I think it was in the 60s before the term hippie came to be. But in the mid 50s, we had our own hippie who shopped at Jitney. She was elderly. And skinny. Her skin was truly prune-like. Her hair, of course, was grey, and long and stringy. It was her attire that amazed everyone. She alway wore a black VEST, not buttoned but pinned in front – by a huge safety pin which left a wide gap in front. Just a skirt and vest – nothing under the vest. Yes, there were times that Jitney could be a real Jungle! I suppose that some of our customers were just in preparation for what was to come – Wal-Mart!

All This And No Money Either

Elvis Wolfe copy.jpg

FPC, JCM, NMMC © 2017 Bill Murphy

When you have a large family, lived a long life, visited so many exotic places and done so many amazing things, you don’t have an excuse for not writing. Your problem is – writing about ‘WHAT?’ Sadly, things fall through the cracks. This morning, an unexpected Facebook post shook a basket of nuts from the tree.

Bishop Wallace, from my days with Jitney Jungle, was fond of saying, “All this and money too.” But FPC, JCM, and NMMC didn’t pay. They did however, claim that the retirement was out of this world.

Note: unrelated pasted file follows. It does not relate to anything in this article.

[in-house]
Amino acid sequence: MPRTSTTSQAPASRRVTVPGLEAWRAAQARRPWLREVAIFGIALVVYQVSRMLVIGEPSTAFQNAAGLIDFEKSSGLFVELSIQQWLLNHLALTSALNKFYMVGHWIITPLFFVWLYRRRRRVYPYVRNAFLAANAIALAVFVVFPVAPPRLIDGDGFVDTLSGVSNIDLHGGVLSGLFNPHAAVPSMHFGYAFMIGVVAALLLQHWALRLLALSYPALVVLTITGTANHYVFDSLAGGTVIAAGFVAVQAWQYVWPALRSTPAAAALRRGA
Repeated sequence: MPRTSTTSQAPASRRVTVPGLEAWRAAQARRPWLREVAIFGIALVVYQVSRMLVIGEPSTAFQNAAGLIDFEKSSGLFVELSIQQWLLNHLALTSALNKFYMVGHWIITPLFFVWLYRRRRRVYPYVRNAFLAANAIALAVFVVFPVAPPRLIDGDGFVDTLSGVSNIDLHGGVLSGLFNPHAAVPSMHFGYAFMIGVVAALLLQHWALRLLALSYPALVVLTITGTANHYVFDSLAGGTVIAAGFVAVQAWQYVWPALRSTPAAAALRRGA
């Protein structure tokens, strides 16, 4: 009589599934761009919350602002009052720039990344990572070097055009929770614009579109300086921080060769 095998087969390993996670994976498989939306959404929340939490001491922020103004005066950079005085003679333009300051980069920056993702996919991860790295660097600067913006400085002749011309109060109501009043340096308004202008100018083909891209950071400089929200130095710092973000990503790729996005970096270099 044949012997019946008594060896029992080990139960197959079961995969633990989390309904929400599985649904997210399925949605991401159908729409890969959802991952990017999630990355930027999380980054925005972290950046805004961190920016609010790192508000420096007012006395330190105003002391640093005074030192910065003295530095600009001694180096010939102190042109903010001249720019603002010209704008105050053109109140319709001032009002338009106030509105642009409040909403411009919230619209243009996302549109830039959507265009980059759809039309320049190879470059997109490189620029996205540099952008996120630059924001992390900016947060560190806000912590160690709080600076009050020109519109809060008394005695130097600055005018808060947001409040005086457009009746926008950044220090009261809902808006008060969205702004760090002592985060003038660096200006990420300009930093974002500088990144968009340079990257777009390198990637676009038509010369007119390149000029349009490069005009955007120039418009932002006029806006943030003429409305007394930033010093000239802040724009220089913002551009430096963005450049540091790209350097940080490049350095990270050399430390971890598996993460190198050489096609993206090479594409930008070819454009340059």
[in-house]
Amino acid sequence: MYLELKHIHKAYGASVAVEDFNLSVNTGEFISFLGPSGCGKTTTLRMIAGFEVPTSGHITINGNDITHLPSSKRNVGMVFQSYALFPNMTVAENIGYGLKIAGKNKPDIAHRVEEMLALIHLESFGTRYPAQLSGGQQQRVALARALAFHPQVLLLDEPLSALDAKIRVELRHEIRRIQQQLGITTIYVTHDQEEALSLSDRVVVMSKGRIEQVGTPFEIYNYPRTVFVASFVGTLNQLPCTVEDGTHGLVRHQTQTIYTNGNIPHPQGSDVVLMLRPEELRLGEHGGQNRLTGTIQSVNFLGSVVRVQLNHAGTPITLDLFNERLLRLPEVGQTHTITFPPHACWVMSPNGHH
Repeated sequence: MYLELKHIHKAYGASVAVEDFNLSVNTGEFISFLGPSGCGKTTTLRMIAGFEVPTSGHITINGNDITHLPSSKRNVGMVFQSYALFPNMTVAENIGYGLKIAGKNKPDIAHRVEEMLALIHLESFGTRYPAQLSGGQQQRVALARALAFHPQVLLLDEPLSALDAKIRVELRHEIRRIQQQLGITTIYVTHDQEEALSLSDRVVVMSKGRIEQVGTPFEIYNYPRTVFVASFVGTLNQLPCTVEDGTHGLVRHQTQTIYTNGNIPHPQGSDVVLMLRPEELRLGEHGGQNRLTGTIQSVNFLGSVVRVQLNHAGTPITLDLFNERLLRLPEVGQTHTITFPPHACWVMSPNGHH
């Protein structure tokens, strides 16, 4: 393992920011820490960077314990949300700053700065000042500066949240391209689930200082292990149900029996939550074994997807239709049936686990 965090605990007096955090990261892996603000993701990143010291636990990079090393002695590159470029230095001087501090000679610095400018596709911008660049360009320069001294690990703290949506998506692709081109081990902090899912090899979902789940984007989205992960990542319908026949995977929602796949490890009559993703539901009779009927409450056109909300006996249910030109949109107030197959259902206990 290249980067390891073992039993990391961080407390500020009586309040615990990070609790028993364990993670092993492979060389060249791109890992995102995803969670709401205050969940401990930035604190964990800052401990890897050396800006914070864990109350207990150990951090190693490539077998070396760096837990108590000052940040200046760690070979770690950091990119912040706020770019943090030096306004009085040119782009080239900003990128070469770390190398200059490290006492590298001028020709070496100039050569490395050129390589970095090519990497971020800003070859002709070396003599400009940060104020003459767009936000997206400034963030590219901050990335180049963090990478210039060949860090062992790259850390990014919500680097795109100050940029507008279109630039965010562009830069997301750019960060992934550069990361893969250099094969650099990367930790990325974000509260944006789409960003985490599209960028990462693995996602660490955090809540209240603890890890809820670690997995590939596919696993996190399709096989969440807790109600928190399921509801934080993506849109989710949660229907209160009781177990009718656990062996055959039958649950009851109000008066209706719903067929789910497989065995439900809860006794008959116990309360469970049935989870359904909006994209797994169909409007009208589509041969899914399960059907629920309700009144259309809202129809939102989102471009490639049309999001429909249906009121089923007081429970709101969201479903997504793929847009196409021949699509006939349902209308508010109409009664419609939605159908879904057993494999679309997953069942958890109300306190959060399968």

All of my adult life I’ve worked with my eyes, hands, and imagination. I’m an artist, and paid for my keep through working as a commercial artist. I joking call that prostituting my talent. Basically – I sold pork chops for Jitney Jungle.

FPC, JCM, and NMMC didn’t sell anything, they offered a pathway to salvation.

FPC stands for First Pentecostal Church. Our family was faithful ‘dues paying’ members for 25 years + or – 1 or 2. Naturally, I volunteered my ‘gifting and abilities’ to the work of God. Shortly after our union with FPC, the church took over a struggling Bible School from Tupelo, bringing it to Jackson and renaming it JCM – Jackson College of Ministries. Only last week I ran across a proof copy of the very first JCM Catalog, which I helped layout and typeset. Soon came the monthly newspaper, conference displays, etc., etc., etc.

And then, FPC/JCM acquired a new Music Minister and Dean of Music – Lanny Wolfe. FPC and JCM were famous for their joint effort in the creation of the NMMC, The Nation Music Ministry Conference – a week long yearly event designed to educate, inspire, and showcase musicians from across the national United Pentecostal fellowship.